Whether you sip wine or whiskey, how you describe what you’re tasting is inherently subjective. Personal experiences might lead someone from northern Europe to liken a flavor to lingonberries, a fruit unfamiliar to many in the Southern Hemisphere.
How, then, can professional reviewers ensure that their language is accurate and understandable to as many people as possible?
To answer that question, researchers at Virginia Tech’s Department of Food Science and Technology are using Natural Language Processing (NLP), a type of machine learning, to examine thousands of whiskey reviews. The goal is to build a lexicon of the terms used by whiskey reviewers not taken from books, articles or pre-existing tasting notes. Such a list could help consumers understand how experts taste and describe whiskey. It will also provide a more comprehensive view of the flavors that experts perceive.
The project is the dissertation research of Ph.D. student Leah Hamilton.
“We were talking about vocabulary, and how you define the words that people use to talk about flavor,” says Hamilton. She decided to explore one of the thornier challenges in the field of sensory science: how to describe taste.
Taste is highly subjective, and there’s no agreed-upon set of words that people use to describe characteristics like flavor, aroma, appearance and mouthfeel, Hamilton says.
“Taste is culturally constructed: the way we taste food, what tastes good and what doesn’t.”—Jacob Lahne, Ph.D., Virginia Tech
To build their library of flavor descriptors, Hamilton and her team selected reviews from two websites, WhiskyCast and Whisky Advocate. Both of the sites met their criteria of how their NLP algorithm works.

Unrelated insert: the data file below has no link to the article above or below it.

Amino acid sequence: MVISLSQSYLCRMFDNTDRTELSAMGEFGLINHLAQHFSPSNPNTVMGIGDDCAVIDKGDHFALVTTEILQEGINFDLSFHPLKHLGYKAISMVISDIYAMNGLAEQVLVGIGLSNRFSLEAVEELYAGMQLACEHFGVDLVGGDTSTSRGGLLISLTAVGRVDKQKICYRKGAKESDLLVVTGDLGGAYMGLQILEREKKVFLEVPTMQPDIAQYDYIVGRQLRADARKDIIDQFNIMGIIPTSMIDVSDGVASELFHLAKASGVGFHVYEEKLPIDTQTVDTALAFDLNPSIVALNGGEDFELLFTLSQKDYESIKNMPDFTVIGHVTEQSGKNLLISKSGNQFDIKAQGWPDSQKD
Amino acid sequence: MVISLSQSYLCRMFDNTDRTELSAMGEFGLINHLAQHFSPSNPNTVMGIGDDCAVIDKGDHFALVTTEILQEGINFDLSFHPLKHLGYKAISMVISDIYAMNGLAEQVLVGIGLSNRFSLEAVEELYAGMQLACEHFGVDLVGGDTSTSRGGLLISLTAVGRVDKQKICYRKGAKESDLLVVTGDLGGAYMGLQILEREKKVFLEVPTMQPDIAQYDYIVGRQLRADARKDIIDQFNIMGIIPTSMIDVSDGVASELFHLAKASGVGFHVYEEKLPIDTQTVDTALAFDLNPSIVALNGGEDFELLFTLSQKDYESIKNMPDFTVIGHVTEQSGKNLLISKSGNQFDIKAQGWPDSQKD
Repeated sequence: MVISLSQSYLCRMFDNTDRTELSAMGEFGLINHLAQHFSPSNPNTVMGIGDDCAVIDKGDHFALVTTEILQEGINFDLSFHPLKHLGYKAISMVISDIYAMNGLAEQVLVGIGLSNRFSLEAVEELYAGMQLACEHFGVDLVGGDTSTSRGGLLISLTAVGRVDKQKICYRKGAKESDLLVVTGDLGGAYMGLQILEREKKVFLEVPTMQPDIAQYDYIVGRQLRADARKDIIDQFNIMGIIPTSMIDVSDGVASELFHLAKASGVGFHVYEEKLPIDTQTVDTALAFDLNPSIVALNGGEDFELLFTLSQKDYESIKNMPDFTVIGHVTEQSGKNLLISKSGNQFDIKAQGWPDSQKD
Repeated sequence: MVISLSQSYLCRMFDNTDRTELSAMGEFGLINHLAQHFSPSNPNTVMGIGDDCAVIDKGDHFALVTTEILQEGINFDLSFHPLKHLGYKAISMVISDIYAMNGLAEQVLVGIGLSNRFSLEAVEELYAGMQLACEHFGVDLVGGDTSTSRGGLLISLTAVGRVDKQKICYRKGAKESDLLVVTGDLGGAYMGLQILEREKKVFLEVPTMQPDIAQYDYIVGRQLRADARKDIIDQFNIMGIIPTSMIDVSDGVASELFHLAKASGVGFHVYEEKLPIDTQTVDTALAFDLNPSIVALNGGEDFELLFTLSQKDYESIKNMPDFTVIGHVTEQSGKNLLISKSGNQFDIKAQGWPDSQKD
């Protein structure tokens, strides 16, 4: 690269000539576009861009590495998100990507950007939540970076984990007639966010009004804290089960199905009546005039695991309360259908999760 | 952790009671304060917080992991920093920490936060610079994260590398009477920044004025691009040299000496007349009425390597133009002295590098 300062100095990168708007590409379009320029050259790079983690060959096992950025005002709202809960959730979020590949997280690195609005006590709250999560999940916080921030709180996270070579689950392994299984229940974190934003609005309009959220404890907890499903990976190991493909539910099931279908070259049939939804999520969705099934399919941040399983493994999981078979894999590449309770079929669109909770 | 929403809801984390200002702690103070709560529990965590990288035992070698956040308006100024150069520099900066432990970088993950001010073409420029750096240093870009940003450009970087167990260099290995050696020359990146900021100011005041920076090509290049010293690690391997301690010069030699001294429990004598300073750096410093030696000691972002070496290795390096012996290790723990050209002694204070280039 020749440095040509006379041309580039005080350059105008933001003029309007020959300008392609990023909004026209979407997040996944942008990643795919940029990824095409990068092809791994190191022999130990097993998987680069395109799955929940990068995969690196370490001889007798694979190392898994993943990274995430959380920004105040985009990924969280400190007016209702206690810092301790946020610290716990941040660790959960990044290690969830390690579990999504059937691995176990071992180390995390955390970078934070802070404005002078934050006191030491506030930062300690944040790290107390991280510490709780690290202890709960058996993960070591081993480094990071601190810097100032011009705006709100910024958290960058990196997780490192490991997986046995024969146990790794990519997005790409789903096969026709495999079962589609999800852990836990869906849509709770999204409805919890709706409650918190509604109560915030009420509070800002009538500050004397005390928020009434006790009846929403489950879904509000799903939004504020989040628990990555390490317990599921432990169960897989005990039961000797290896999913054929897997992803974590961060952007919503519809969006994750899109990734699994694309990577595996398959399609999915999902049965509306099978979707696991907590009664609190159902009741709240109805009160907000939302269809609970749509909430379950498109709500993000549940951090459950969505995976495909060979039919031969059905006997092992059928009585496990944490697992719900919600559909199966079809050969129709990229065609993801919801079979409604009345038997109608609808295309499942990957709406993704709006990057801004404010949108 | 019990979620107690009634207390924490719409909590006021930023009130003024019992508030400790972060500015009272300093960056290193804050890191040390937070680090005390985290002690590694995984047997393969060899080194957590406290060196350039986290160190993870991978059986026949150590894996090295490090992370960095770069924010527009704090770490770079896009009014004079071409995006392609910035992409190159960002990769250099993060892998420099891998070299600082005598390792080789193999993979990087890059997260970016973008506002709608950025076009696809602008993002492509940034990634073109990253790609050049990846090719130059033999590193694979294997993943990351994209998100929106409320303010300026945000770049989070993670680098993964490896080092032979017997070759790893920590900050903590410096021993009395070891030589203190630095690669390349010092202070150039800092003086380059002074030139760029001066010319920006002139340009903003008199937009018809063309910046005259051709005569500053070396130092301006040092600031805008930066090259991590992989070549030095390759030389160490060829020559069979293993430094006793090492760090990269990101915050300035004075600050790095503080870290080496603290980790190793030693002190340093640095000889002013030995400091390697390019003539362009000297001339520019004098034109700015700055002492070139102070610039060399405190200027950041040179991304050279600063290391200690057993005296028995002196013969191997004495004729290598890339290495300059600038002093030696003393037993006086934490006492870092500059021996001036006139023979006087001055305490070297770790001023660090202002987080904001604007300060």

According to Chreston Miller, assistant professor and data and informatics consultant, the program sifts through each review and extracts words that relate to flavor. The data will be analyzed by Hamilton and will eventually form the basis of her Ph.D dissertation.
Hamilton’s project could be groundbreaking not just because it seeks to create a database of naturally occurring flavor descriptors, but also because those words can be problematic.
Hamilton and the dissertation committee chair, Jacob Lahne, Ph.D., say that taste is hard to describe because our perceptions are driven by not just experience, but culture.
“Taste is culturally constructed: the way we taste food, what tastes good and what doesn’t,” says Lahne. “But also, the perceptual dimension seems to be culturally constructed.”
If you ate birthday cakes with sour cherries throughout childhood, you might be adept to discern those flavors. You also might be fonder of sour cherries than someone who has never tasted them.
Plus, how we discern and describe flavors, what Lahne refers to as “flavor responses,” are influenced by the people around us. This is one of the reasons that guided tastings, reviews, and tasting notes can be useful.
“Tasting something with tasting notes, you may start noticing those things, and noticing them in other whiskeys,” says Lahne.
“You need to relate to things you have smelled or had before.”—Jamar Mack, founder, Kentucky’s Original Black Bourbon Enthusiasts
Having an authoritative lexicon of whiskey descriptors might have unintended consequences. It could make whiskey less approachable and inclusive.
When Jamar Mack, founder of the nonprofit Kentucky’s Original Black Bourbon Enthusiasts (KOBBE), leads whiskey seminars, he encourages participants to find familiar flavors in the spirits they encounter. Prescriptive tasting notes can inhibit newcomers, he says.
“It’s going to box people into, ‘Here’s what you should be smelling or tasting based on these words,’ ” says Mack. “You need to relate to things you have smelled or had before.”
A lexicon of whiskey descriptors is the first step, says Hamilton. There remain more nuanced analyses to be made, like how certain words are used to describe pricier whiskeys or how slang comes into play.
These findings could be invaluable to those in the drinks business. Even if specific flavors get associated with more expensive bottles, do drinkers actually taste those notes when they sip? Might they simply anticipate them due to the price tag? And, perhaps most importantly, will they pay more for such subjective, ephemeral pleasure?
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